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$30 million for patient care and improved electronic records.



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Media Release

Senator the Hon Kay Patterson Minister for Health and Ageing

3 June 2003

$30 MILLION FOR PATIENT CARE AND IMPROVED ELECTRONIC RECORDS

Accredited GPs were given an average of $6800 to help them develop or upgrade their electronic patient records and enable them to spend more time with their patients, the Minister for Health and Ageing, Senator Patterson said today.

The Government last month gave $30 million from within the existing Practice Incentive Program (PIP) to assist GPs, who were accredited, to record vital patient information in an electronic format while reducing paperwork and ensuring all information was protected by strong privacy protocols.

Senator Patterson said: "This money will help doctors easily access up-to-date information about their patients' health status and history and will help identify which patients would benefit from health prevention activities and make follow-up with patients easier."

She said the money for the GPs was well spent because it would streamline electronic record keeping and help doctors to spend more time with their patients instead of being caught up with paperwork.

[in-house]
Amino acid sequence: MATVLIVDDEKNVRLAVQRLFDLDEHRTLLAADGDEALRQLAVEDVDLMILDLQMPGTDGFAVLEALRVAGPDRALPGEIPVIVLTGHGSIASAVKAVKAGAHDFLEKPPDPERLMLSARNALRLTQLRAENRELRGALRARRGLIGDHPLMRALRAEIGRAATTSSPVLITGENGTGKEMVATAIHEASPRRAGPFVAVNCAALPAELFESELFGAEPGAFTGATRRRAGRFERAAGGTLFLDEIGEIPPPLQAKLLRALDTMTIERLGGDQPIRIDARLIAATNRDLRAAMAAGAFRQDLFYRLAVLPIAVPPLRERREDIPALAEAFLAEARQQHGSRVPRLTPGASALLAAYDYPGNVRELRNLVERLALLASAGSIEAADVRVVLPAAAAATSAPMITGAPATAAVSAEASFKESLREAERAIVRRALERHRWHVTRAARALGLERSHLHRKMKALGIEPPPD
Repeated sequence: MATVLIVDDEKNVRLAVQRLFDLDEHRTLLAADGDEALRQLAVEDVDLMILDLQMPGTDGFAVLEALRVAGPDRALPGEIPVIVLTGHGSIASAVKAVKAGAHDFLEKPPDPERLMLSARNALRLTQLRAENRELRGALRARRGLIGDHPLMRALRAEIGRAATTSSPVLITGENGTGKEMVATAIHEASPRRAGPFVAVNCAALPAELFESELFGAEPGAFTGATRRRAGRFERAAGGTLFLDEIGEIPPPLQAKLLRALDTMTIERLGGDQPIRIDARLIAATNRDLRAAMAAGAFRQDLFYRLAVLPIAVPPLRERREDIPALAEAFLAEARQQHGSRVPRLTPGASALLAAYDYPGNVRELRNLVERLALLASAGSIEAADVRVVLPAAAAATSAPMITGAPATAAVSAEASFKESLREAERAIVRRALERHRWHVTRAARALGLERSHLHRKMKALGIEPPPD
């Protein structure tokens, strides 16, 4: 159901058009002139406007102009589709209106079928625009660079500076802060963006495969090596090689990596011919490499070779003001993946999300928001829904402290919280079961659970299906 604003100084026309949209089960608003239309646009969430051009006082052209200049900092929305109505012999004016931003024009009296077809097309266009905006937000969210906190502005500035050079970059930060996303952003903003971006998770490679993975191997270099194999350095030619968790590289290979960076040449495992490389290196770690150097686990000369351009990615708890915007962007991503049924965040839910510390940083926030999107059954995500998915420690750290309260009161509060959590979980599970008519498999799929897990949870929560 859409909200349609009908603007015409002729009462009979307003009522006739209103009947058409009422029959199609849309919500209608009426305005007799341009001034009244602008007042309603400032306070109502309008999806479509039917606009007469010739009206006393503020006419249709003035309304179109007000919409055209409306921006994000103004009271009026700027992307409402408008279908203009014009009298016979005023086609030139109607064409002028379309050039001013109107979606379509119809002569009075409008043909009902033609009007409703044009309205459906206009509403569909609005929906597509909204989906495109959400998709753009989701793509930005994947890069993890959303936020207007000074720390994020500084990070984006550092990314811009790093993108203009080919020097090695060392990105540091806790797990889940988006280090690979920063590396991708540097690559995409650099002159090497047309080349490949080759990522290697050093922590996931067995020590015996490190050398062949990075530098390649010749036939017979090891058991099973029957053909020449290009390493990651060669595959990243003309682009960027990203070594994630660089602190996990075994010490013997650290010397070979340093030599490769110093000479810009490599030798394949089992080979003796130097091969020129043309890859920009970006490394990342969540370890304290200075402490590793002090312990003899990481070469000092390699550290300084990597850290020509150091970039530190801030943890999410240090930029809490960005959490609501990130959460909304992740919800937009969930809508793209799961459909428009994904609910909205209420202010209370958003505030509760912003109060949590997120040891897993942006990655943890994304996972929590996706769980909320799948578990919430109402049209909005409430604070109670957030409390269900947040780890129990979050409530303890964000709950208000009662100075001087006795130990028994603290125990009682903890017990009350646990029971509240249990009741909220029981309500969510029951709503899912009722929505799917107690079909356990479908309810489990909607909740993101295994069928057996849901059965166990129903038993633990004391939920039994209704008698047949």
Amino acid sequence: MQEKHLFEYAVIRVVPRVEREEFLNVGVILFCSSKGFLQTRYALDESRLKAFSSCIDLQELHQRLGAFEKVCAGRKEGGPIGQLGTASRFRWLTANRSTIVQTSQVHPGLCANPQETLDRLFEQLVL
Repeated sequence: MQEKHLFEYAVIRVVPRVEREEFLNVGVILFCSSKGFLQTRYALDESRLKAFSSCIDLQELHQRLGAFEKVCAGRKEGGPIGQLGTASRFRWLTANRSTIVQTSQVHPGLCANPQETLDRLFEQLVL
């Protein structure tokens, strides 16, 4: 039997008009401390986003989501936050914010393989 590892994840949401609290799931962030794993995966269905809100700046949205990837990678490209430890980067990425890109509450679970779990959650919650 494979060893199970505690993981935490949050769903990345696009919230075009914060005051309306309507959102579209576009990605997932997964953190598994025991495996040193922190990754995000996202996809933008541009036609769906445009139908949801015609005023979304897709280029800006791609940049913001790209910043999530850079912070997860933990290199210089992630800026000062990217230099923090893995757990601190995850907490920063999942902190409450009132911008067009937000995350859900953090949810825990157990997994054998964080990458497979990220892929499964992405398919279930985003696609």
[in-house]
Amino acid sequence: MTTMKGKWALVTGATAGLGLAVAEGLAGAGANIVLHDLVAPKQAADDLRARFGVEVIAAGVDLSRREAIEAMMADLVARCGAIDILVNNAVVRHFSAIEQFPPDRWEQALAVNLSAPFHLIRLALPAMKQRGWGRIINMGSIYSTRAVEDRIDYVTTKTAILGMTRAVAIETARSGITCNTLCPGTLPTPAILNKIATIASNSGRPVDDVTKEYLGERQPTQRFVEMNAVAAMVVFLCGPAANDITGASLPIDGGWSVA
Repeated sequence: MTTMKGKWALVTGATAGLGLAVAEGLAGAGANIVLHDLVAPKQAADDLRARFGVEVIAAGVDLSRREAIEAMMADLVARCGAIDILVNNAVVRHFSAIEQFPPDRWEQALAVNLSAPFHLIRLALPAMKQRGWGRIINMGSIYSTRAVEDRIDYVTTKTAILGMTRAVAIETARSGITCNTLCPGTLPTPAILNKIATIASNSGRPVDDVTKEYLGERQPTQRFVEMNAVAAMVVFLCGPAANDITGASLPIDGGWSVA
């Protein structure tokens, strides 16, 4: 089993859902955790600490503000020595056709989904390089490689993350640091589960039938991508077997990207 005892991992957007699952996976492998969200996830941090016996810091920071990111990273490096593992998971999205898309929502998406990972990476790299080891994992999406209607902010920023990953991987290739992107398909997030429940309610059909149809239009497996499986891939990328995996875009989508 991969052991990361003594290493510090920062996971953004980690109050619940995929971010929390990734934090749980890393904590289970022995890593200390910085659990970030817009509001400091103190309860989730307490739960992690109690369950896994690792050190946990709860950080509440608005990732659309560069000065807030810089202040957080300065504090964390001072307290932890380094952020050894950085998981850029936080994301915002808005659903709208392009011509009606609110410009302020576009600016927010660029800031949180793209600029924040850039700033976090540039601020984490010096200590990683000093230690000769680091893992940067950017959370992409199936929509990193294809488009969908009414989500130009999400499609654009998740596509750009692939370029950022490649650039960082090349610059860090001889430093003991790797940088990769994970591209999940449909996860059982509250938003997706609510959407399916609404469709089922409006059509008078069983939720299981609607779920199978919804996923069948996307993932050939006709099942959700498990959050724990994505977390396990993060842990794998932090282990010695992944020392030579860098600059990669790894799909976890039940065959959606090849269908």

Senator Patterson rejected claims by the Opposition that the money was a handout.

It was targeted to accredited practices, which had met all the standards to be eligible for PIP payments, and gives financial encouragement to doctors to deliver quality health outcomes for patients.

The money was already allocated in last year's Budget to the doctors for PIP payments.

The GP Computing Group has welcomed the Federal Government's $30 million fund allocation.

The GPCG chairman Dr Ron Tomlins said the payment would help doctors reduce red tape by increasing the use of electronic patient records.

Senator Patterson said that the payment recognised those doctors who had already taken steps to establish electronic patient records and they could use the money for further development of their record keeping.

It was also an encouragement for other doctors to set up electronic record systems in their practices.

Senator Patterson said the GPs would be eligible for a second payment. Their progress would be measured to ensure that they had made progress in improving their electronic patient records.

"In this way the accredited GPs will be accountable. However, we have done this in a way to ensure minimal paper work and red tape to ensure doctors can spend more time with their patients," she said.

Media inquiries: Randal Markey Media Adviser, Senator Patterson's office, 02 6277 7220.